Independent European jazz labels are not only valuable because of all the European improvisers they have documented, but also because of the many American jazz musicians they have recorded. In the 2000s, American trumpeter Taylor Haskins did some catalog building when the Barcelona, Spain-based Fresh Sound label released his albums Wake Up Call and Metaview. Despite some mildly funky moments and the use of electric keyboards at times (Haskins plays keyboards and percussion as secondary instruments), the fairly diverse Metaview (a late 2004 recording) is essentially post-bop rather than fusion. Haskins (who wrote all of the material himself) is at his funkiest on "Call Me Tomorrow" and "Itty Bitty Ditty" -- not funky in the down-home, grits-and-gravy way that the Crusaders, Grover Washington, Jr., Ronnie Laws, and Charles Earland were funky in the '70s, but funky in a more cerebral and angular way. Other times, however, Metaview is reflective and contemplative rather than funky -- and the word reflective easily describes Haskins' lyrical performances on "Moodring," "Biorhythm" (which wouldn't be out of place on a Tom Harrell album), "Interbeing," "Zuma," and "Cranes." Although Haskins' trumpet playing (which can be anything from abstract to mellifluous, depending on the mood he is in) is the disc's main attraction, his accompaniment should not go unmentioned. Metaview finds Haskins forming a cohesive quintet with tenor/soprano saxman Andrew Rathbun, guitarist Adam Rogers, double bassist Matt Penman, and drummer Mark Ferber, and the East Coast trumpeter enjoys a strong rapport with all of those players on this noteworthy CD.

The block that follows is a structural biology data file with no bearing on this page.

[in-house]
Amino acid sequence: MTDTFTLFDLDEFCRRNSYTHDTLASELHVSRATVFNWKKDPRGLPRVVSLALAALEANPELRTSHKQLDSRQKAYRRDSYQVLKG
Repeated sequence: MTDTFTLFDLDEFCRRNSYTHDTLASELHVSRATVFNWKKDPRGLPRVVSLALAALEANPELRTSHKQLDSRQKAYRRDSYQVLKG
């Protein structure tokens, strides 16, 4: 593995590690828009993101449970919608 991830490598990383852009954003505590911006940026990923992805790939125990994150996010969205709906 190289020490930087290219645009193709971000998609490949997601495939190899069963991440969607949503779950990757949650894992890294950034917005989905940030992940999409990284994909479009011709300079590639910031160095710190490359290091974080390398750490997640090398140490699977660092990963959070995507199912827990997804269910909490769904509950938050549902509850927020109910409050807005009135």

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AllMusic Review by Alex Henderson